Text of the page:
Lee Clow, chairman and chief creative officer of TBWAChiatDay worldwide is a surfer, a dog fanatic, and the man behind the Apple ads. His landmark “1984” commercial, which introduced the revolutionary Macintosh personal computer without even actually showing the product, aired just once, during the Super Bowl, but is considered one of the best ads ever made. While encouraging a whole new generation of computer users to “Think Different,” he also helped create well-known campaigns featuring the Energizer Bunny and the current campaign for the Apple iPod. For “Art & Copy” Clow was interviewed at the TBWA Los Angeles office and at Media Arts Lab, the inner sanctum for Apple’s advertising team. He is also seen briefly at his Los Angeles home and at a nearby beach chasing seagulls.
In the early ‘80s, Dan Wieden and David Kennedy used their creativity and disdain for traditional advertising to co-found Wieden+Kennedy, now one of the world’s largest independent ad agencies, and one of the few who operate outside the global “Big Four” ad conglomerates. W+K helped turn a little-known athletic shoe company into a cultural phenomenon with the slogan, “Just do it.” Since then, this ground-breaking agency has been creating award-winning work for Nike as well as ESPN, Honda, Coca-Cola, Starbucks, and many more major clients. Both men were interviewed at their stunning offices in Portland, OR, although it should be noted that David “has left the building” (as Dan phrased it for us), that is, he’s no longer involved with the day-to-day operations, which might explain why Dan is shown wandering around trying to find his partner’s office.
Phyllis K. Robinson was the first copy chief at the legendary ad firm Doyle Dane Bernbach (DDB). A writer, she was at the center of the ‘60s creative advertising revolution and working on campaigns for Levy’s Bread, Polaroid, and eventually Clairol hair products, where her “It Lets Me Be Me” campaigns developed the concept of the “Me Generation.” Interviewed in her home near Central Park, Robinson explains how her work reflected rather than created the mood of the time.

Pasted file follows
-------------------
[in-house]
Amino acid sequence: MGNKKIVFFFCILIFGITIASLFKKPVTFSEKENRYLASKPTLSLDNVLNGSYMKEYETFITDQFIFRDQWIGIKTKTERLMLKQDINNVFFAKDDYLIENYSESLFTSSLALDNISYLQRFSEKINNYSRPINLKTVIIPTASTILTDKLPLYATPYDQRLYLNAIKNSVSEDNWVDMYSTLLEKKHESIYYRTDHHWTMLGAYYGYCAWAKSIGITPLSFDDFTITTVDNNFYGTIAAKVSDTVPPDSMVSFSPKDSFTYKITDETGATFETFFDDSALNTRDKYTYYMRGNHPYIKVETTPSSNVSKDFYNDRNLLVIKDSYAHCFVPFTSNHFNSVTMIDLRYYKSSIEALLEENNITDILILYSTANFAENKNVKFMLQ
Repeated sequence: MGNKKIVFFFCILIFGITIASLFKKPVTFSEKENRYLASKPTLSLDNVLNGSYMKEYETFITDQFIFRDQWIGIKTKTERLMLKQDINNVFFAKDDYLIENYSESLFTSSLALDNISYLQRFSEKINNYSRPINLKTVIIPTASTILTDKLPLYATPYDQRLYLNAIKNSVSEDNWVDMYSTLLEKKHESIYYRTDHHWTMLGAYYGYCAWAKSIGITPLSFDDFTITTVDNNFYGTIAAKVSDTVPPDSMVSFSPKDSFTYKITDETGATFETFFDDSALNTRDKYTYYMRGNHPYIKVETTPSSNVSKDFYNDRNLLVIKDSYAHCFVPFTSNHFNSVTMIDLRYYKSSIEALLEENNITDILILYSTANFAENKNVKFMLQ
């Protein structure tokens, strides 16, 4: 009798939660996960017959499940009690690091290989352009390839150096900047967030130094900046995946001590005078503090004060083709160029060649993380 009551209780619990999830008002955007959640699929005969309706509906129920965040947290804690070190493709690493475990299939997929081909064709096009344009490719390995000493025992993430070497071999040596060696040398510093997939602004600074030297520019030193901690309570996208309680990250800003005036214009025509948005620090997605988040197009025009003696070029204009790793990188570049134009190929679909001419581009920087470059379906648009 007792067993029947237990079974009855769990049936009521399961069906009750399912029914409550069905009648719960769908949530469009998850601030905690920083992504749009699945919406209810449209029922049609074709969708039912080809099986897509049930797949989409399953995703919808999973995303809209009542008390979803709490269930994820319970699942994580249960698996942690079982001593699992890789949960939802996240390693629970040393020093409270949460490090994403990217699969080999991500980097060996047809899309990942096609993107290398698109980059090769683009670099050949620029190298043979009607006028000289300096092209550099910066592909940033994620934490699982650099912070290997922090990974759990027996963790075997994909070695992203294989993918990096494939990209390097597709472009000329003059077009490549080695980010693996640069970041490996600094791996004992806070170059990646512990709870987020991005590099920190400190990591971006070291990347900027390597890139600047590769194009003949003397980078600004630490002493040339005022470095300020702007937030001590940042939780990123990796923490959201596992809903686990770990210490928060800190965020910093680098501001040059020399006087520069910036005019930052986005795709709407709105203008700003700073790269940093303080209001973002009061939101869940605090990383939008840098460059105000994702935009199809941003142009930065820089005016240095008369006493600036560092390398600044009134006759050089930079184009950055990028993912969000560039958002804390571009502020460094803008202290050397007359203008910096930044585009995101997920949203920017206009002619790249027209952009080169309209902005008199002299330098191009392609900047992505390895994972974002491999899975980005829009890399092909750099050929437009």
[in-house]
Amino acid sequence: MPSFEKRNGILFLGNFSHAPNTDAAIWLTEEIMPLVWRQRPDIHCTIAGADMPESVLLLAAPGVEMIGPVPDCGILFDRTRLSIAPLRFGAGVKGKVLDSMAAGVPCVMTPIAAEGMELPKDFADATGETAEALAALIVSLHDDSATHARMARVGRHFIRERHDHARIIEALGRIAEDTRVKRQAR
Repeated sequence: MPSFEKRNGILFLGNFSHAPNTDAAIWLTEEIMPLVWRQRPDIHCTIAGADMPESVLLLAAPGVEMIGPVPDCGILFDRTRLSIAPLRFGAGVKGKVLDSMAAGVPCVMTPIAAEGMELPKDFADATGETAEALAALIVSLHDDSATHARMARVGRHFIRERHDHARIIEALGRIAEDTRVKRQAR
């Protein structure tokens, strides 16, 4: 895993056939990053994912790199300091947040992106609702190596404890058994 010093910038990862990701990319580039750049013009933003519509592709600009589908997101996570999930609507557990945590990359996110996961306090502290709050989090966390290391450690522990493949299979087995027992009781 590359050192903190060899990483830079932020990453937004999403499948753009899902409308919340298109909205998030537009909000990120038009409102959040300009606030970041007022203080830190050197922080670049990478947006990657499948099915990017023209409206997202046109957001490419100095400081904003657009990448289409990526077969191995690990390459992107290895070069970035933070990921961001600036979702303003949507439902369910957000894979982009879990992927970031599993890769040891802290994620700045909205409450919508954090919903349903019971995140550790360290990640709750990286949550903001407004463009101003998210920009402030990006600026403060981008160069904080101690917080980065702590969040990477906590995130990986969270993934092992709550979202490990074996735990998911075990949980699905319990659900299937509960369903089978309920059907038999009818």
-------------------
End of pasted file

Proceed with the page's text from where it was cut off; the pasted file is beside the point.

With his folksy style and world-renowned soothing voice, which became the narration for many of his commercials, Hal Riney created some of the most emotional campaigns of the ‘70s and ‘80s for such brands as Bartles and Jaymes, Saturn and Perrier. He also helped re-elect Ronald Reagan in the 1984 Presidential elections with his groundbreaking commercial, “Morning in America.” Interviewed in his San Francisco home before his death in April 2008, Riney offers a rare look into his ideas about excellence in advertising and working relationships.
It could be said that George Lois is one of the original “Mad Men.” This former activist and self-described fighting Greek from the Bronx is known for his in-your-face celebrity advertising. He was the mind behind the seminal covers for Esquire Magazine from 1962 to 1972 and captured the MTV generation with his "I Want My MTV" campaign. Lois’ long career also includes notable work for Tommy Hilfiger, USA Today, ESPN, and CBS. Interviewed in the Bronx and his Manhattan home, Lois describes how advertising can be revolutionary.
With two simple words—"Got Milk?"—Rich Silverstein and Jeff Goodby revitalized the milk industry and made advertising history. Goodby, Silverstein and Partners was also responsible for the hugely popular Budweiser lizards as well as work for HP, Netflix, and The Wall St. Journal. Interviewed in their San Francisco offices, Goodby and Silverstein show how advertising is best when it’s entertaining and intelligent.
Mary Wells is full of firsts—first woman to own and run an ad agency, first female CEO to take a company public, first person to paint jumbo jets (her high-flying Braniff Airlines campaign in the ‘60s). She and Charlie Moss, a creative director at Wells Rich Greene, created unforgettable ads for Benson & Hedges and the ubiquitous “I Love New York” campaign. Wells remains active in media today, a contributor to the women’s website wowOwow.com. Interviewed in her Manhattan home, dotted with “Why Not Have a Big Life?” napkins promoting her book, Wells discusses what it was like to create her own big life—and big ad campaigns.
Several other advertising greats appear briefly in the film, including Cliff Freeman, creator of such well-known slogans as Wendy's "Where's the Beef ?” and Mounds/Almond Joy's "Sometimes you feel like a nut… sometimes you don't.”; and Jim Durfee, one of the original partners of the legendary Carl Ally agency, who helped launch Federal Express and MCI and wrote the groundbreaking work for Volvo and Hertz.